It wasn’t always like that for De Gea though, as he really struggled to adapt to the English game when he joined United in 2011. He was constantly getting bullied by defenders when coming for crosses which lowered his confidence. It’s crazy to think now, but he genuinely had to compete with Anders Lindegaard to be the first choice keeper for Manchester United at one point. This obviously didn’t last forever though, as when he finally managed to adapt he went from strength to strength to become the player we see now.
The £18.9 million price tag seemed a waste of money after De Gea’s rough start, but now it looks like an absolute bargain. They may struggle to keep him long term however as he’s constantly being linked with Real Madrid. It’s unclear if he’d ever make that move, but if someone does sign him, then it will cost them triple or maybe even quadruple the amount that United bought him for.
Jordan Pickford, £30m – Sunderland to Everton
Who would have thought that out of all the big teams in the Premier League, Everton would have the second most expensive goalkeeper in the league’s history. This is the product of players constantly increasing in price every year as Pickford is a very recent signing for the Toffees, only joining them in the 2017 summer transfer window.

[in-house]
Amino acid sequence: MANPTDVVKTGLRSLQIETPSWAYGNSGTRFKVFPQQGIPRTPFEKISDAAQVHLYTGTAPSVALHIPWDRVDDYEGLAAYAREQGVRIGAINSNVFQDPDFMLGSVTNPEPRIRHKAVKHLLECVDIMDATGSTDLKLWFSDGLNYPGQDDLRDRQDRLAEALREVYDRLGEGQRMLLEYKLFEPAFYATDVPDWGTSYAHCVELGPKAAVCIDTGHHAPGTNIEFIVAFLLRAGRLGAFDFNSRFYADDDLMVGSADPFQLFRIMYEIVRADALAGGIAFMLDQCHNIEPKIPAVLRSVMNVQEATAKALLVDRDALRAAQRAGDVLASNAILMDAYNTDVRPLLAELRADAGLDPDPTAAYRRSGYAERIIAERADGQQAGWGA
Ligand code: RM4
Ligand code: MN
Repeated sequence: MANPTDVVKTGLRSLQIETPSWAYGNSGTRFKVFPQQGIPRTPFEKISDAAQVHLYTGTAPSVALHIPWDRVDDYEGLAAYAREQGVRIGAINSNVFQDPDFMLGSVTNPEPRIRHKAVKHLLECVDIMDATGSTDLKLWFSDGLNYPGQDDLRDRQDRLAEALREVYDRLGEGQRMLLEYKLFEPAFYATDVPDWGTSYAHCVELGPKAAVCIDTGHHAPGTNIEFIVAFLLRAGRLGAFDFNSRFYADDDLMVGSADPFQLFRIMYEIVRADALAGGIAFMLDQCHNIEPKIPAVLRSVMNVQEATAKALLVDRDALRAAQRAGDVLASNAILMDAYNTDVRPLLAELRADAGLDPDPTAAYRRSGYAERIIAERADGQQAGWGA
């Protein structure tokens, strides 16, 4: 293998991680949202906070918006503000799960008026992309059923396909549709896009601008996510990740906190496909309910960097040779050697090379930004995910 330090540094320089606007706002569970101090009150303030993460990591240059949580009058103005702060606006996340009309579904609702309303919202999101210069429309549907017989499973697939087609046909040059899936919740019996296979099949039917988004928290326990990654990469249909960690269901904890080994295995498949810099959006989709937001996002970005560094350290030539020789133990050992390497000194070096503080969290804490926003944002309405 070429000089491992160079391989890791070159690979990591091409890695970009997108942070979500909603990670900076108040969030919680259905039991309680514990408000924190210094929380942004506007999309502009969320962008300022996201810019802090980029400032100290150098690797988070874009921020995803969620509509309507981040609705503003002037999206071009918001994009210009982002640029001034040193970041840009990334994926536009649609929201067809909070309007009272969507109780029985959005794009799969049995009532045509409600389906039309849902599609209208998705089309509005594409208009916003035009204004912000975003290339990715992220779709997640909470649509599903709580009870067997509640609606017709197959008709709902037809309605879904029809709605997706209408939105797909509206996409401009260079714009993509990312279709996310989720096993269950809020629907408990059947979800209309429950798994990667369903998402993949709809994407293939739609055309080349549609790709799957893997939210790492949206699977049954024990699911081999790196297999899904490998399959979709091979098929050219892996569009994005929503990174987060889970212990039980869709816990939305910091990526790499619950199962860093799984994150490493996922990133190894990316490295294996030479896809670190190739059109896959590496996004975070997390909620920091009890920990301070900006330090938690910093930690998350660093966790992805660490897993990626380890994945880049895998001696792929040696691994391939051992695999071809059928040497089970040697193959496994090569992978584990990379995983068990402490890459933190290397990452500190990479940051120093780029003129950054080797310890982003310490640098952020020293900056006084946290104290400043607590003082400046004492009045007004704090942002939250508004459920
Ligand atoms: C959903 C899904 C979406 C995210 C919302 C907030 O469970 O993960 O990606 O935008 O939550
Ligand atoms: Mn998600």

Pickford was one of the few bright sparks in a disappointing 2016/17 season with Sunderland as they were relegated from the Premier League. It was impressive that he was still able to shine as they finished rock bottom of the table and it does make you question how many less points they would’ve gotten without him.
These performances and the fact that he’s only 24 (23 when he signed) prompted Everton to spend big as they perhaps see him as their keeper for years to come. He has had a solid first season on Merseyside which he’ll hope gives him a chance to be England’s number one this summer in the World Cup. If he does become England’s first choice keeper and keeps up his performance levels then Everton could have a hard time holding onto him.
Ederson Moraes, £35m – Benfica to Manchester City
No surprise at all that Manchester City were the ones to spend more than anyone on a goalkeeper. In the 2017 summer transfer market City brought in Ederson for £35 million, making him not just the most expensive goalkeeper in England, but in the world too (in sterling at least as Gianluigi Buffon is still the most expensive in Euros as the exchange rate is different now).
As mentioned earlier in the list Pep Guardiola likes goalkeepers who are willing to take the ball to feet and distribute it. After Bravo didn’t work most managers would’ve bit the bullet and reinstated Joe Hart as the number one goalkeeper. However Guardiola believes in his philosophy and he powered forward by signing Ederson, who is a keeper that has the attributes he wants.
After this season you have to say it’s worked as Ederson has been brilliant at Manchester City during their title winning campaign. He has wonderful distribution of the ball and he also brings a calmness and physicality that Bravo lacked. £35 million is a lot of money, but he’s been worth every penny so far.